As many investors are aware, springtime is annual report time, when mailboxes across the land become clogged with flashy reports from public companies of all stripes. While the average corporate annual report includes plenty of PR, it can also contain a wealth of useful information for the individual investor, whether you're already a shareholder or are researching the company as a potential investment (in which case you can request an annual report from the company or find it on their website).

Yet, while annual reports may be a crucial resource, they're generally not organized in an investor-friendly manner. Much of the useful information is in small print on plain paper, buried behind glossy photos and other distractions. Therefore, to help you get the most out of them, we present 10 things investors should look for in annual reports.

1) The two halves of an annual report
We'll begin with a basic pointer: When you check out an annual report, keep in mind that there are basically two parts: the glossy part up front, where you have plenty of soundbites, impressive photography, and carefully selected financial figures, frequently illustrated with bar or pie charts. The second half is the "Joe Friday," just-the-facts-Ma'am part, consisting of financial statements and a discussion of recent results from management. The second half usually includes more useful information, but it's worth checking out both parts.

2) An Informative Letter to Shareholders
The slick first half kicks off with the Letter to Shareholders, usually from the CEO. These can range from hot-air hype to informative discussions of a company's business. The most famous of these is Warren Buffett's in the Berkshire Hathaway(NYSE: BRK.A)annual reports, which are not only excellent sources of information about the company but also include plenty of investing insights.

While few shareholder letters are quite as well-known or as educational (or as long) as Buffet's, most are worth checking out. For example, Cisco Systems'(Nasdaq: CSCO) includes plenty of interesting tidbits, including several that illustrate the company's internal efficiency, such as the fact that in fiscal 1999, 90% of customer orders were transacted over the Internet.

3) Cool photos (Not)
While glossy annual reports may be impressive, a plain vanilla, straightforward report is in many ways preferable. After all, annual reports cost the company money, but they are distributed for free. Therefore, it's not necessarily in your interest as an investor to have your company produce a slick annual report.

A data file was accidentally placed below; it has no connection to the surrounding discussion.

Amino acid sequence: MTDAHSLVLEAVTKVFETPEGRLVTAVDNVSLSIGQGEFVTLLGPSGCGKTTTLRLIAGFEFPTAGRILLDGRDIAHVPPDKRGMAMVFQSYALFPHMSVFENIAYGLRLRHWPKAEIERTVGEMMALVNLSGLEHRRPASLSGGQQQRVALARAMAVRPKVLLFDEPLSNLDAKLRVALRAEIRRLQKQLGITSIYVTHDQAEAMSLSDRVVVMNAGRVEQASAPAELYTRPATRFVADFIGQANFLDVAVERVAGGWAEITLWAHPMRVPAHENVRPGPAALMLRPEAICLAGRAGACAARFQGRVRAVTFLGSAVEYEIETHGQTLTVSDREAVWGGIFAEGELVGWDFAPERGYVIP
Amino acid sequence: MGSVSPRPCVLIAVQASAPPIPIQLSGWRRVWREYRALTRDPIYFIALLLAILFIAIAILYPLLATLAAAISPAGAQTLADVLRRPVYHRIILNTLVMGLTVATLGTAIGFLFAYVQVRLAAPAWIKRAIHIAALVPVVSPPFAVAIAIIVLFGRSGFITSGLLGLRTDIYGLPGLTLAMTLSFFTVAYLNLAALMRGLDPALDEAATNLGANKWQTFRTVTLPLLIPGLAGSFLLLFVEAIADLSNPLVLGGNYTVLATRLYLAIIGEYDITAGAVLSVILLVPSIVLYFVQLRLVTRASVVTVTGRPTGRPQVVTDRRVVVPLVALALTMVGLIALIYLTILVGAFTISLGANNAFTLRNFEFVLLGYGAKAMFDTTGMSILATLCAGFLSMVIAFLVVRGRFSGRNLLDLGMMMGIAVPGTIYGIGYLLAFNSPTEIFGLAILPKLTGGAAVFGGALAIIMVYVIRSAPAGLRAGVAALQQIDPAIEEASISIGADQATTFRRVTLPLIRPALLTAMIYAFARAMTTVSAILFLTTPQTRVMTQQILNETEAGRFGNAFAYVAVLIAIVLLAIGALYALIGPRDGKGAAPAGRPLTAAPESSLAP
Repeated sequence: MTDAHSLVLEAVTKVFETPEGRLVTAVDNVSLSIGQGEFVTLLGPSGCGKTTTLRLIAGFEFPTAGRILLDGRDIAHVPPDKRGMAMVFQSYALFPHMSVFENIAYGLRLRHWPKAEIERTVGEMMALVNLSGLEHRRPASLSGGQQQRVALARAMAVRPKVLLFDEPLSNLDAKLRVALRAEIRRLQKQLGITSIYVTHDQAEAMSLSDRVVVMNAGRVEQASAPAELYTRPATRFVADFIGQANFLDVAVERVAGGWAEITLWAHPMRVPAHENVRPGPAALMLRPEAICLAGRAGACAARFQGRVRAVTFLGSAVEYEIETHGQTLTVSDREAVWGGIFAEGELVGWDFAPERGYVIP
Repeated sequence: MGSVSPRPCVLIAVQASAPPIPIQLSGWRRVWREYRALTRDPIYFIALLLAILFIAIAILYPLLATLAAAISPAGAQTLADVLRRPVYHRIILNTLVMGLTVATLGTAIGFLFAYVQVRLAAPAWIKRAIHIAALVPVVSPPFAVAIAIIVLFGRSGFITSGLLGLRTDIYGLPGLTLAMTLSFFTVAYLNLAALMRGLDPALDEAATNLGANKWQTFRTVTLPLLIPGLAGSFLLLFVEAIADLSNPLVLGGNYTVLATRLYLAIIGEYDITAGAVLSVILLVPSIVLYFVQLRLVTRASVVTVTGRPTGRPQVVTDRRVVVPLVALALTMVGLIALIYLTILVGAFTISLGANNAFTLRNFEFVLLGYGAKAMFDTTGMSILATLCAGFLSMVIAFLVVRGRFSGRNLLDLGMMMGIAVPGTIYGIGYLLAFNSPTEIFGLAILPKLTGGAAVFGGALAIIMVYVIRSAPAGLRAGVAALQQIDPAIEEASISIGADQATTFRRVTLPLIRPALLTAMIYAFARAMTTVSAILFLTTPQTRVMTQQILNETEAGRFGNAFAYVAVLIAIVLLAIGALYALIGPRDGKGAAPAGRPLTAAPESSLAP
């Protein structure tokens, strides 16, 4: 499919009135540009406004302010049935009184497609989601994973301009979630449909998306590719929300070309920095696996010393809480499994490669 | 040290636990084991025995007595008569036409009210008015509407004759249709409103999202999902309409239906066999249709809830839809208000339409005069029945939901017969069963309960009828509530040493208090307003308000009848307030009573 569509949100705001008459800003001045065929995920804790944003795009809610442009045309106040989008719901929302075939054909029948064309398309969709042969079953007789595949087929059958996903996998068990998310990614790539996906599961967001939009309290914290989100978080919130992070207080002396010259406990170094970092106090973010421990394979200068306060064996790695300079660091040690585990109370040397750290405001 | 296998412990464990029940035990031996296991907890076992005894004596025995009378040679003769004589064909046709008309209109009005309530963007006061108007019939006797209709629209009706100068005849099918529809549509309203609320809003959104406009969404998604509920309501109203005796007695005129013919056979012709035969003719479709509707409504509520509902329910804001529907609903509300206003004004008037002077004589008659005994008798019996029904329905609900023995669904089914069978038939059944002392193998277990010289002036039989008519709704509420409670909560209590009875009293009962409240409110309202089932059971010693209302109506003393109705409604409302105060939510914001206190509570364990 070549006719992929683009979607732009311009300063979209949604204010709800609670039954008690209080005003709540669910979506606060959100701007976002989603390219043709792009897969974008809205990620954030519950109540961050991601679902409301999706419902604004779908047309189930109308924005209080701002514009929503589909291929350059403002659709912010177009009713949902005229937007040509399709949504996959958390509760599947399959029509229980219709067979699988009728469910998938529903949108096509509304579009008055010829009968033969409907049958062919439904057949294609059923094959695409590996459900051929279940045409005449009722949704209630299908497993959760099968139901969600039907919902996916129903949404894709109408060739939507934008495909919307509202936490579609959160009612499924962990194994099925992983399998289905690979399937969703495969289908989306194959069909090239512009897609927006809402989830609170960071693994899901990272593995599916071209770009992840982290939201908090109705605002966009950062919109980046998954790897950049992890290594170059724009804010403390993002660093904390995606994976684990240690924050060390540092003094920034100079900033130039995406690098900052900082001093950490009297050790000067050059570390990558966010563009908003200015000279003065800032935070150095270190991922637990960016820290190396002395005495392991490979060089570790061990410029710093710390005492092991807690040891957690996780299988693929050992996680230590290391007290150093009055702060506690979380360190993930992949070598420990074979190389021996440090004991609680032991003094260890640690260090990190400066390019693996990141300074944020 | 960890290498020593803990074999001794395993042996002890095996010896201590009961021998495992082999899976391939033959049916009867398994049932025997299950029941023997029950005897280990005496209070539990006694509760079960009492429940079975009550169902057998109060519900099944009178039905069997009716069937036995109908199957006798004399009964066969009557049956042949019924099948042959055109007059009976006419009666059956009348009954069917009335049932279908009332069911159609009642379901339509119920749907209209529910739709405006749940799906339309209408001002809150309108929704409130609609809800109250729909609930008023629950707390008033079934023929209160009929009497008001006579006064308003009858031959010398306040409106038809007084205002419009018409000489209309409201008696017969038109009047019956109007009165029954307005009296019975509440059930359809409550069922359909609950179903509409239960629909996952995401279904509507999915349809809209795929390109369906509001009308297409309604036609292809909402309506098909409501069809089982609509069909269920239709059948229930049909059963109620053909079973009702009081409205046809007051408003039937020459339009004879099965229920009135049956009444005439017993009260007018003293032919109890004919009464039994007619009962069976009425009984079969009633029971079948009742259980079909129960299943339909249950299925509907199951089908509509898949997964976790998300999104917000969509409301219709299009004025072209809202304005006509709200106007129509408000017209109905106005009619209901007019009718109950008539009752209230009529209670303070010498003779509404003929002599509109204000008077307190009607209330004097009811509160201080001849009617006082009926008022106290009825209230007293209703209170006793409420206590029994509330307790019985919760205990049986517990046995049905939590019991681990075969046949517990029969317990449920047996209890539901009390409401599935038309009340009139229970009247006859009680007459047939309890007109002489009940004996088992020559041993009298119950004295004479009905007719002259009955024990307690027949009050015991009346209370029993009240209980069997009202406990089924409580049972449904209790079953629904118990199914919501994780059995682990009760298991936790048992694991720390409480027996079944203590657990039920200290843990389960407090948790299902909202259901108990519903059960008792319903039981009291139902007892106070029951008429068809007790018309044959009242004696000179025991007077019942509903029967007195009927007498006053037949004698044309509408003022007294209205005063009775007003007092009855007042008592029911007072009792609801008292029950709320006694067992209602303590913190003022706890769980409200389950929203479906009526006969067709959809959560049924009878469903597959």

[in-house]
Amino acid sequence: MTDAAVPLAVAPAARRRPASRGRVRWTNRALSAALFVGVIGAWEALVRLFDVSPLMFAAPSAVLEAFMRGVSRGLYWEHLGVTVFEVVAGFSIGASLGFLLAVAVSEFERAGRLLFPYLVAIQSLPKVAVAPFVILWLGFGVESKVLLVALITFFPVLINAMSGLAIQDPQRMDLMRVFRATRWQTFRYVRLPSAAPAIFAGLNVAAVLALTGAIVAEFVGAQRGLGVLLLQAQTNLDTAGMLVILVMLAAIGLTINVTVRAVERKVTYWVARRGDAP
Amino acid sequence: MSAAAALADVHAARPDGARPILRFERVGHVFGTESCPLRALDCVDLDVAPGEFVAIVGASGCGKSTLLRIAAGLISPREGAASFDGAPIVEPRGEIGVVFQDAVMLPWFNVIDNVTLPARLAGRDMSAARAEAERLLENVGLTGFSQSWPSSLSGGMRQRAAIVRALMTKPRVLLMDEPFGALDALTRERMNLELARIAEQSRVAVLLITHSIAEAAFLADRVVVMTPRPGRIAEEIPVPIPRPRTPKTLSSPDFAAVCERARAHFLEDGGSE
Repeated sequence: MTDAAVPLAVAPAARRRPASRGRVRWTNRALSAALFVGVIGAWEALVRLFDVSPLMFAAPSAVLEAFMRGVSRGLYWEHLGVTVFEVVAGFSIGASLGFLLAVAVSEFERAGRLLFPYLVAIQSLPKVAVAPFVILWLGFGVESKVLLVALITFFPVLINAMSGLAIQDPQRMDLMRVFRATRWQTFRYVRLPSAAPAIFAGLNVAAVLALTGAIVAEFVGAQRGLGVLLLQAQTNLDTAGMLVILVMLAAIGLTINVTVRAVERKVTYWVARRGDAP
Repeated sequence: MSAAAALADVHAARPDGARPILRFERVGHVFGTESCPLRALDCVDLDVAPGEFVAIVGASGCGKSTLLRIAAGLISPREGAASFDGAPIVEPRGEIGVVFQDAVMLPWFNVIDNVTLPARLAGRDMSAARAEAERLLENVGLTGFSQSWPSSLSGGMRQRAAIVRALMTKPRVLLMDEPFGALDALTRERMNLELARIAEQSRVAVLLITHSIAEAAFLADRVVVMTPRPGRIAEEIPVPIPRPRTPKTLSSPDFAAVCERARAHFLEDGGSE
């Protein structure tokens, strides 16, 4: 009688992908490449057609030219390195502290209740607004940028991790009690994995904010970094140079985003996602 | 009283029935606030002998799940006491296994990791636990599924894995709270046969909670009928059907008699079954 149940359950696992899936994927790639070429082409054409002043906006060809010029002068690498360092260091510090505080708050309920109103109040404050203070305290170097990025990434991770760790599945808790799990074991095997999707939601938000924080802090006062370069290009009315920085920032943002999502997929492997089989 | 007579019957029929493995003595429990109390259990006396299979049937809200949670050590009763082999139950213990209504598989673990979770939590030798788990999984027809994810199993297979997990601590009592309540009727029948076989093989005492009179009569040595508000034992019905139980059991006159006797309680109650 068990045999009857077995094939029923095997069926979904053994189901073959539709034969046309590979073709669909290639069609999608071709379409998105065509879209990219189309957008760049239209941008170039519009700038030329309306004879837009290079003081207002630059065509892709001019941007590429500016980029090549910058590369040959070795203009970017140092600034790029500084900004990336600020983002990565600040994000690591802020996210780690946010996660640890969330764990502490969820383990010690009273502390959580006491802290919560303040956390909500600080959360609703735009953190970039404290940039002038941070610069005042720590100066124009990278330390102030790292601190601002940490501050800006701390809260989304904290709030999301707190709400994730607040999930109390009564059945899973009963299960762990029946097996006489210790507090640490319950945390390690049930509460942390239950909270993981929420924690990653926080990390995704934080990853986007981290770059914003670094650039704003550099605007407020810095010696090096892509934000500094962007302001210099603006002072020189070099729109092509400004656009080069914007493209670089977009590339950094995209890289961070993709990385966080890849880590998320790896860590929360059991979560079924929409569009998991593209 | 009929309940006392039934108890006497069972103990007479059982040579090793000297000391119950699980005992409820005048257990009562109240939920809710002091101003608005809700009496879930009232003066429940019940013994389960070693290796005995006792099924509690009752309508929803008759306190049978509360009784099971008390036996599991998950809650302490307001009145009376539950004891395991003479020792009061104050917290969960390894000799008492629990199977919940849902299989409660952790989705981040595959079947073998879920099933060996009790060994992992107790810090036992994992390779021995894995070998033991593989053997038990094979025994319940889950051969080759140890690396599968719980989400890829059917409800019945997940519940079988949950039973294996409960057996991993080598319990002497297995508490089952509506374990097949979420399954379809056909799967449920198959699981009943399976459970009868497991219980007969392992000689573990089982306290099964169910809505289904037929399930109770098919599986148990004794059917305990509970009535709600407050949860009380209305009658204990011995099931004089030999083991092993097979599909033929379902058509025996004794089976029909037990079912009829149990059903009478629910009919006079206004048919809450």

Plenty of firms produce plain reports that simply include the annual 10-K SEC filing, as well as a Shareholder's Letter and maybe one or two other items. Examples include discount warehouse club Costco(Nasdaq: COST), and of course Berkshire Hathaway, which would sooner close down than include a photo or color graphic of any kind in their annual report.

Just to be contrarian, though, it's worth putting in a word for excess in annual reports. Human Genome Sciences(Nasdaq: HGSI) is one of the most impressive in this respect (or worst offender, depending on your view), including copies of about 20 Renaissance art works in its annual report. (Our favorite is probably Pietro Berrettini's "Venus Hunting Appears to Aeneas," c. 1650.) And after all, you really can't expect Martha Stewart Omnimedia's(NYSE: MSO)annual report to be plain or boring.

4) Relevant financial data
Most annual reports include some financial numbers in the glossy pages, which are usually carefully selected to put the company in a positive light. Sometimes, however, there will also be figures distinct to the company's business, such as market share claimed by particular products, or a geographic breakdown of revenues and earnings.

For example, want to know Sun Microsystems' (Nasdaq: SUNW) share of the Unix-based server market (one of its lead products)? It's on page eight of this year's report (28% in 1999). Of course, market share numbers can be massaged in plenty of different ways, so take them with a grain of salt.

5) Explanations of the business
A good annual report can also teach investors plenty about the business in question, particularly if that business is a relatively complicated one. The best ones will have explanations of what the company does, and useful examples of how it makes money.

Nokia's (NYSE: NOK) current annual report (what it now calls its "Business Review") is an excellent primer on the current state of the mobile handset market. It includes interesting info (for example, only 10 million people in the world had mobile phones in 1992, while the company estimates that one billion will have them by 2002), as well as clear explanations of many wireless technologies.

6) Management's Discussion and Analysis of Financial Condition and Results of Operations